China's Stricter Bitcoin Regulations Will Strengthen Hong Kong Market

On September 15, the Chinese government and local financial regulators officially requested Chinese exchanges and trading platforms to shut down by the end of September. OKCoin and Huobi, the two largest exchanges in China, were granted leeway to operate until the end of October.

Rather strangely, bitcoin price rebounded from $2,900 to $3,600 as the Chinese government and local exchanges confirmed the nationwide suspension of exchanges. Many analysts explained that traders were looking to purchase the dip, which justifies the abrupt $800 increase in bitcoin price within a 24-hour period.

Many investors, traders and analysts still remain optimistic in regard to China’s ban on exchanges because throughout 2017, the Chinese bitcoin exchange market only accounted for approximately 10 to 13 percent of global bitcoin trades.

Regulatory friendly region

More to that, in an interview with the South China Morning Post, Bitcoin Association of Hong Kong Leonhard Weese noted that China’s restrictions on bitcoin trading and usage will drive businesses to Hong Kong and nearby countries like Japan and South Korea.

Weese told South China Morning Post:

“People in China will be more careful about marketing these events, and a lot of that marketing activity will come to Hong Kong in the form of conferences and communities,”.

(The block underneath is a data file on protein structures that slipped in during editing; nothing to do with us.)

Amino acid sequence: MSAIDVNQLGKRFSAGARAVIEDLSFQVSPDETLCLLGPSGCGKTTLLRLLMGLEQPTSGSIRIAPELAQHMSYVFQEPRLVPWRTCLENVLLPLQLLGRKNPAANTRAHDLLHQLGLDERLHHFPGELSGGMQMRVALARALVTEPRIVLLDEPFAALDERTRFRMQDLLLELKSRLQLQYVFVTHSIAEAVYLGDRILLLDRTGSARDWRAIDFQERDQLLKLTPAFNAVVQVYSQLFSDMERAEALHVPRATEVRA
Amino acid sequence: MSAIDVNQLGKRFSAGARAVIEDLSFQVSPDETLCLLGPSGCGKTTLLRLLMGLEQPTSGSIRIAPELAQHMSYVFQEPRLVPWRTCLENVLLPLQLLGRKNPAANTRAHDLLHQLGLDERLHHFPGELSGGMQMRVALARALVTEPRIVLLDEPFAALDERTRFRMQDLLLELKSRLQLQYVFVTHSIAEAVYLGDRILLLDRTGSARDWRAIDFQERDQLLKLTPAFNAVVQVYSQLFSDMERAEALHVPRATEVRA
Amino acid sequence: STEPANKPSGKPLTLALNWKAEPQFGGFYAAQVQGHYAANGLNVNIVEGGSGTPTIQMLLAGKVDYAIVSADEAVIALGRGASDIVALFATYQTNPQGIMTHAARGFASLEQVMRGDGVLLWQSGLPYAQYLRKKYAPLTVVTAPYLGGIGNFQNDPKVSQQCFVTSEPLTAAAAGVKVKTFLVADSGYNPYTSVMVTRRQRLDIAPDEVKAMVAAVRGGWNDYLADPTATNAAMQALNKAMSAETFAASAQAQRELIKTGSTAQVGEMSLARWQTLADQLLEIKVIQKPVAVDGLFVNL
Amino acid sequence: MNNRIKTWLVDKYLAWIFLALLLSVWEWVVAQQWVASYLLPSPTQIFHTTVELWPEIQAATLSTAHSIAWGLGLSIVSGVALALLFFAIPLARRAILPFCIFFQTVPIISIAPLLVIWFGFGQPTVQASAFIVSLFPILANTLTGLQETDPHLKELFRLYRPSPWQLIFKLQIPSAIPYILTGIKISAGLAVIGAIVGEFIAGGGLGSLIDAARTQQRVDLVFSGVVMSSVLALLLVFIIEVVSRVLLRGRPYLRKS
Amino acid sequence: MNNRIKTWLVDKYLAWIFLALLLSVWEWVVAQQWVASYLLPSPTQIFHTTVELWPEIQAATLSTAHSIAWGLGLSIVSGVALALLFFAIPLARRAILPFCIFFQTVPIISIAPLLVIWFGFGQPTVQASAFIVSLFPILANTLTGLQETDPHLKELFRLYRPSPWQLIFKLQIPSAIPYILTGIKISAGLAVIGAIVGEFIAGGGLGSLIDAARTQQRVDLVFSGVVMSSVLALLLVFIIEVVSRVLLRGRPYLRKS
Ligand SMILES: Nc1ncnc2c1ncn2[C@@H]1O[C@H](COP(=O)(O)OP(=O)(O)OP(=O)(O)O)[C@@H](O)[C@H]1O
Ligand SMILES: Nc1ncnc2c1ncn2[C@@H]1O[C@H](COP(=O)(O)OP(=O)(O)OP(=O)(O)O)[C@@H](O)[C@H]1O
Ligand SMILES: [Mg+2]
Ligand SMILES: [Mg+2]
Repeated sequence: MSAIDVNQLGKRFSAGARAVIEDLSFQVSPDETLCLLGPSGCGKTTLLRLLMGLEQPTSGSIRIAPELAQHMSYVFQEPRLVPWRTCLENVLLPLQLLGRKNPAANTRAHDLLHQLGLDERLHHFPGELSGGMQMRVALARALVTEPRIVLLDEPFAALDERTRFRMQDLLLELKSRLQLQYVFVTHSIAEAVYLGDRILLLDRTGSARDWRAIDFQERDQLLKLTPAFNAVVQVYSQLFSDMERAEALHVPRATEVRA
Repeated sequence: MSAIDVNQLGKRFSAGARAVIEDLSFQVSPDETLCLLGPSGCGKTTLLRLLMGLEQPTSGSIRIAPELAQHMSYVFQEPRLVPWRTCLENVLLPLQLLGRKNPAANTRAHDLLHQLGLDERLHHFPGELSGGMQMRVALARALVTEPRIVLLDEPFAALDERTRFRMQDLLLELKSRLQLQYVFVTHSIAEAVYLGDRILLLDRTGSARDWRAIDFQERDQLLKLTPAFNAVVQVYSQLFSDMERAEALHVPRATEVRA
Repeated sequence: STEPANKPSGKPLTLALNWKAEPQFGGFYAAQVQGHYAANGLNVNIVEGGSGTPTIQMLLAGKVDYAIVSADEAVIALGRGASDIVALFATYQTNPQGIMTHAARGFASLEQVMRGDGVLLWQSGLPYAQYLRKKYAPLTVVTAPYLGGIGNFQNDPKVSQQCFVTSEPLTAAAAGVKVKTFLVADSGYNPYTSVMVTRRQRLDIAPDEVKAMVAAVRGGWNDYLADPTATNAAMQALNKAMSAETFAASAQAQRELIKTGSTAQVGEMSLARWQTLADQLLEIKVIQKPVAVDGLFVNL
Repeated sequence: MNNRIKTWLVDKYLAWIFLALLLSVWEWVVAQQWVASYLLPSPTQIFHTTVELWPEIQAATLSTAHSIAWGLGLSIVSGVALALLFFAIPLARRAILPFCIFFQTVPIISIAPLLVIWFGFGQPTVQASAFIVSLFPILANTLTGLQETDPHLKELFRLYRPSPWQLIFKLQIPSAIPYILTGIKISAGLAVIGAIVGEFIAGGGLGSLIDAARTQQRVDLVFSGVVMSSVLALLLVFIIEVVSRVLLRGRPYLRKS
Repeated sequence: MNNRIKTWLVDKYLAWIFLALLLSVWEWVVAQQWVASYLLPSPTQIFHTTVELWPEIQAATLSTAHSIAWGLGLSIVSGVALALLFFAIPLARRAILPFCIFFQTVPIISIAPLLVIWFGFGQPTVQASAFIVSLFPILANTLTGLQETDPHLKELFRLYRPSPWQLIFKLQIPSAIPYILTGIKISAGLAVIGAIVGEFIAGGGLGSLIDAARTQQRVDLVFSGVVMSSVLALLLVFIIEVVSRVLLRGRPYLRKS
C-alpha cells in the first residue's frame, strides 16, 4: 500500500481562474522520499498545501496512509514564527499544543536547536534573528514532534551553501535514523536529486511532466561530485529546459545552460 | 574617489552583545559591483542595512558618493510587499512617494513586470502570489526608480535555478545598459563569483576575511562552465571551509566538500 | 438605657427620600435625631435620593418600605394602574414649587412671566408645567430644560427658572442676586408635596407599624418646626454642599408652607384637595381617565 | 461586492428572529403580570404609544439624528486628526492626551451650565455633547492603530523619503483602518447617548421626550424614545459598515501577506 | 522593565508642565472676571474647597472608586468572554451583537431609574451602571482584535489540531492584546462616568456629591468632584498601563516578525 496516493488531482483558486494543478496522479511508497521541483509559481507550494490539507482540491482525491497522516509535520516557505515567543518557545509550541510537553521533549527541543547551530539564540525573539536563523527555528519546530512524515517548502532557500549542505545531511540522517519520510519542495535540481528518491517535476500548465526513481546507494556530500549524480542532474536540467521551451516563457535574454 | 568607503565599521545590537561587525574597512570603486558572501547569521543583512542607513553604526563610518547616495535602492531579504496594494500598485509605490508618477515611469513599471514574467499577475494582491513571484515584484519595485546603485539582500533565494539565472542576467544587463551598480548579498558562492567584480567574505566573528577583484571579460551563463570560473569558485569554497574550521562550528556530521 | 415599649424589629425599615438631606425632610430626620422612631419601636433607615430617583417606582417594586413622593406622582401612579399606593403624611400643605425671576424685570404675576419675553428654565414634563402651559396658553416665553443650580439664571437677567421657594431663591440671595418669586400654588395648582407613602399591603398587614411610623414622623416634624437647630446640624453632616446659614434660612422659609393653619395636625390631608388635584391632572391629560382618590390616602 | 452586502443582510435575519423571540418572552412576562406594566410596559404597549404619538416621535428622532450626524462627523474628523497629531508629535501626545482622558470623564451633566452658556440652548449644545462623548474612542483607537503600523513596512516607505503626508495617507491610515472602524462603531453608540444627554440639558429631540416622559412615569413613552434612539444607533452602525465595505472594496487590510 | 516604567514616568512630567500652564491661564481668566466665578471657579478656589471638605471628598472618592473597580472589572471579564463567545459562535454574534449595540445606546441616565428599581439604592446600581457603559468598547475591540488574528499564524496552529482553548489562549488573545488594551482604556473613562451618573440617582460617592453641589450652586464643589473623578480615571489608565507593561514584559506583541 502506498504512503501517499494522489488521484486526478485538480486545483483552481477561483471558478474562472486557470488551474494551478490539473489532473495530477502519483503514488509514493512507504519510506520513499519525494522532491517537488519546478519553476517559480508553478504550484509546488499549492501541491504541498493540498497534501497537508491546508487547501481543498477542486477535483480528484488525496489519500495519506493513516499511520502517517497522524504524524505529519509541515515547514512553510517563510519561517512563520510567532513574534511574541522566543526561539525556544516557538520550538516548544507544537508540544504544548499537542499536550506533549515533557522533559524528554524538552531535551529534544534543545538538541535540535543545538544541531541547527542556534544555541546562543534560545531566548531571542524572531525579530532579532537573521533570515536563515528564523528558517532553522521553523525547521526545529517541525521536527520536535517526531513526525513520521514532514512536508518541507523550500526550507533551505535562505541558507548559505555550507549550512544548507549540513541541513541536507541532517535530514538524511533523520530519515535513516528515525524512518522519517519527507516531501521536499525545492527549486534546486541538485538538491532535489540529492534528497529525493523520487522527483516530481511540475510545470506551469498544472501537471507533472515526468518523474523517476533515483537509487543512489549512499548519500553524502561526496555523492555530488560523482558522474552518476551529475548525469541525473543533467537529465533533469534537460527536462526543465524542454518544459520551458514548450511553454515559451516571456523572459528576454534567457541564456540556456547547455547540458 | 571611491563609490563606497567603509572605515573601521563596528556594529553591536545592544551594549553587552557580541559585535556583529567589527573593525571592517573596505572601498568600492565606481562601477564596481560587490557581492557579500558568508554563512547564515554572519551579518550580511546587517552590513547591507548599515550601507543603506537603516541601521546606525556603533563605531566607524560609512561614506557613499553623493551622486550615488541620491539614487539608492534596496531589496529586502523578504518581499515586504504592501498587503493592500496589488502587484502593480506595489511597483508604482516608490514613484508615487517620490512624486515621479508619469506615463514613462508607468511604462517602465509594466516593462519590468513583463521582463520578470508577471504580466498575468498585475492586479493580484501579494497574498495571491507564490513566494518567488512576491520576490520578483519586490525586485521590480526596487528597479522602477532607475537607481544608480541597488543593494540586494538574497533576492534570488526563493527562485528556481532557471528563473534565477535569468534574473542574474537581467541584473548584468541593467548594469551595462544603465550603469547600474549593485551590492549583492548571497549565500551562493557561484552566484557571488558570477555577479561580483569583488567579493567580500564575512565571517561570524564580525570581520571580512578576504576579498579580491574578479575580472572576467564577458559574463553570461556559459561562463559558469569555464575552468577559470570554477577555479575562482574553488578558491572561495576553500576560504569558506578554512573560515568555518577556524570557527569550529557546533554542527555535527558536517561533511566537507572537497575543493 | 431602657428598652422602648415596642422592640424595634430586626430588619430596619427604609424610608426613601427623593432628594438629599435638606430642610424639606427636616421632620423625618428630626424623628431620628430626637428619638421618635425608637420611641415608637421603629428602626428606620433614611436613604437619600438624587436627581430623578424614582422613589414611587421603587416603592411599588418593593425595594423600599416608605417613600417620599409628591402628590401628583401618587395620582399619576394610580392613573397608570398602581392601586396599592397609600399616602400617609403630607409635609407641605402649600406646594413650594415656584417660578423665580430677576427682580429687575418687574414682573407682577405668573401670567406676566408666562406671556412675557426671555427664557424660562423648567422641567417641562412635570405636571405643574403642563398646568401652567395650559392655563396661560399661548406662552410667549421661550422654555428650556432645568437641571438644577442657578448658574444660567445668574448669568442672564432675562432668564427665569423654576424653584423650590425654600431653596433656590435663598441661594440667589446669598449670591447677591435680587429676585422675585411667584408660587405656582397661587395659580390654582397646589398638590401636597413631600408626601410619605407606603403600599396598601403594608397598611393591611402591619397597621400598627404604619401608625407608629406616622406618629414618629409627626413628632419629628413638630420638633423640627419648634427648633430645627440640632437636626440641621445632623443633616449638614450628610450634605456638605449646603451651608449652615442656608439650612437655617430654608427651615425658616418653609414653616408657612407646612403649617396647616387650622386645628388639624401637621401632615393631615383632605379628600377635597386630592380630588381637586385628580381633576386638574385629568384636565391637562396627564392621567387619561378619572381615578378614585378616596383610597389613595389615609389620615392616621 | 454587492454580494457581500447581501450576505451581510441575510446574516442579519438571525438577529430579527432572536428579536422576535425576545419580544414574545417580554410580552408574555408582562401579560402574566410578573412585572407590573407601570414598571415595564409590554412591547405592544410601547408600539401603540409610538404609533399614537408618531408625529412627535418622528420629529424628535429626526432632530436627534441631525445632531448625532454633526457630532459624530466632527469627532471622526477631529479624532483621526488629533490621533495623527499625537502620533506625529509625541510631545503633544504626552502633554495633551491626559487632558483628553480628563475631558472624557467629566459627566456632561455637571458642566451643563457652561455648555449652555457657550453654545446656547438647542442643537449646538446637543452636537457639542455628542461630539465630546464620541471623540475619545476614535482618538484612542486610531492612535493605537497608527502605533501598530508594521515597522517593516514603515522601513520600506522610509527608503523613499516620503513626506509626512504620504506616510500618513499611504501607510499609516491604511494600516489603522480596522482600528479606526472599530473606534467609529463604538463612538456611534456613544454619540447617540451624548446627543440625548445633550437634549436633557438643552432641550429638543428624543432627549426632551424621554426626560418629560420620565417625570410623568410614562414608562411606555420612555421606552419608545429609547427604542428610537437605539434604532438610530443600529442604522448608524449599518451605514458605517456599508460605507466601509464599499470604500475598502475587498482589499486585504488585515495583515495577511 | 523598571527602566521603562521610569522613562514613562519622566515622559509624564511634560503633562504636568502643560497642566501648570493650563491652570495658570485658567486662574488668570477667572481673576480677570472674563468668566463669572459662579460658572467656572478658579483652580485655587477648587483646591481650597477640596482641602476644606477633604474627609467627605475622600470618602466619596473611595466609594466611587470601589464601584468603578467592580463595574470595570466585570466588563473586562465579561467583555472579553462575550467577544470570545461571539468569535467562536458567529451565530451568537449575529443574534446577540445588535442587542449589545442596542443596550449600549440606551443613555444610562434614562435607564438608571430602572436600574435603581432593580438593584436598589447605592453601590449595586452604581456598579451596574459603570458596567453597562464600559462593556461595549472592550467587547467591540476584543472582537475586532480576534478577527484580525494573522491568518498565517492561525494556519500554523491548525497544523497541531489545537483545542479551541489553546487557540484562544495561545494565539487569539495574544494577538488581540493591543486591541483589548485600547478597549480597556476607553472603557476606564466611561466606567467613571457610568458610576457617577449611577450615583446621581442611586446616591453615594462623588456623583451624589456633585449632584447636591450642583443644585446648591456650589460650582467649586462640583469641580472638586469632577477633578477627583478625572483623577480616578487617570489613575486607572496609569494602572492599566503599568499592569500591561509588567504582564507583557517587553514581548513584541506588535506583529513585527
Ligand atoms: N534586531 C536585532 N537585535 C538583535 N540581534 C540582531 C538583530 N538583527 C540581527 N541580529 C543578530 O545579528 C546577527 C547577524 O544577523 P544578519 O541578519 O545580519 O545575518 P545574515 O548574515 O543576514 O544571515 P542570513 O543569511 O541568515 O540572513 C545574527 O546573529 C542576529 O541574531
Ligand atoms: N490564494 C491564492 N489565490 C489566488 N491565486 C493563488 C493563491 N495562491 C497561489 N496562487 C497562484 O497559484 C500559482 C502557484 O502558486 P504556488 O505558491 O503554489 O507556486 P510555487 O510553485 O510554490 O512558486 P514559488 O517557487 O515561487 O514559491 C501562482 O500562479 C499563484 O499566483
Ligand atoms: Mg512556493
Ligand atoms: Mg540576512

Since early 2015, Hong Kong has been praised for being a regulatory friendly region for bitcoin and blockchain startups. Still, unlike China, South Korea and Japan, Hong Kong’s bitcoin and cryptocurrency exchange markets have struggled to demonstrate exponential growth. For the past three years, only 1 Hong Kong-based bitcoin exchange Bitfinex was able to evolve into a major global bitcoin trading platform.

But, Weese emphasized that if China continues to crackdown on bitcoin and cryptocurrency-related businesses, it will further drive growth to Hong Kong.

Unfairly punished

It is important to acknowledge that leading bitcoin exchanges like OKCoin, Huobi and BTCC, the three largest exchanges in China, were unfairly punished for their cooperation with the government.

Over the past 12 months, the entire Chinese bitcoin industry has closely collaborated with local authorities in order to establish transparent industry standards and to improve the Chinese bitcoin exchange market.

Instead, they were ultimately shut down by the powers, despite having allocated massive amounts of capital and resources to comply with the demands of the Chinese government.

It is difficult to imagine that startups with limited capital and even large-scale bitcoin companies will be willing to undergo the same path Chinese bitcoin exchanges have taken just to be shut down and terminated by the authorities.

In the upcoming months, as BTCC, OKCoin, Huobi and other bitcoin exchanges continue to expand their international services, Hong Kong, South Korea and Japan will likely experience rapid growth in terms of bitcoin users, trading activity and conferences.